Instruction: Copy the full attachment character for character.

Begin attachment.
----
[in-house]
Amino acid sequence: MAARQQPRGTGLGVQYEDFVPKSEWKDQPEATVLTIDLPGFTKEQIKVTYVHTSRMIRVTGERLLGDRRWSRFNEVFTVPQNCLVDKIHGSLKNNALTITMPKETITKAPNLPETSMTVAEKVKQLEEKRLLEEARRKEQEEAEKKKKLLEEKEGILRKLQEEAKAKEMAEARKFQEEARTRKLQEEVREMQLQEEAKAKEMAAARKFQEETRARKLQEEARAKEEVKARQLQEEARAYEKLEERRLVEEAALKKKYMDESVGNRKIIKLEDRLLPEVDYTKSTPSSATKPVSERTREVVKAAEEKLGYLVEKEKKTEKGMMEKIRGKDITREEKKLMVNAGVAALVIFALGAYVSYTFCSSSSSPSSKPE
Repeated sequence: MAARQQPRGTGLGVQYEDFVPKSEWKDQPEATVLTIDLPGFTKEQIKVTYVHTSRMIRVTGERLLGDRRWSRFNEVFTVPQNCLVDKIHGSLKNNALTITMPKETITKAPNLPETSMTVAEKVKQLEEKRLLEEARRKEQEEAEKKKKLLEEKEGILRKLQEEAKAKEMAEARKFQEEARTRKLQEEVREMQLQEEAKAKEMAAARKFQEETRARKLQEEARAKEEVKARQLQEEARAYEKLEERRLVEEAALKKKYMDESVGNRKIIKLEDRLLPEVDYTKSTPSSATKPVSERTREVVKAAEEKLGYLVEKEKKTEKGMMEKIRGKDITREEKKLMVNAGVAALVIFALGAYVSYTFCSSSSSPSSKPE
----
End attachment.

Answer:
[in-house]
Amino acid sequence: MAARQQPRGTGLGVQYEDFVPKSEWKDQPEATVLTIDLPGFTKEQIKVTYVHTSRMIRVTGERLLGDRRWSRFNEVFTVPQNCLVDKIHGSLKNNALTITMPKETITKAPNLPETSMTVAEKVKQLEEKRLLEEARRKEQEEAEKKKKLLEEKEGILRKLQEEAKAKEMAEARKFQEEARTRKLQEEVREMQLQEEAKAKEMAAARKFQEETRARKLQEEARAKEEVKARQLQEEARAYEKLEERRLVEEAALKKKYMDESVGNRKIIKLEDRLLPEVDYTKSTPSSATKPVSERTREVVKAAEEKLGYLVEKEKKTEKGMMEKIRGKDITREEKKLMVNAGVAALVIFALGAYVSYTFCSSSSSPSSKPE
Repeated sequence: MAARQQPRGTGLGVQYEDFVPKSEWKDQPEATVLTIDLPGFTKEQIKVTYVHTSRMIRVTGERLLGDRRWSRFNEVFTVPQNCLVDKIHGSLKNNALTITMPKETITKAPNLPETSMTVAEKVKQLEEKRLLEEARRKEQEEAEKKKKLLEEKEGILRKLQEEAKAKEMAEARKFQEEARTRKLQEEVREMQLQEEAKAKEMAAARKFQEETRARKLQEEARAKEEVKARQLQEEARAYEKLEERRLVEEAALKKKYMDESVGNRKIIKLEDRLLPEVDYTKSTPSSATKPVSERTREVVKAAEEKLGYLVEKEKKTEKGMMEKIRGKDITREEKKLMVNAGVAALVIFALGAYVSYTFCSSSSSPSSKPE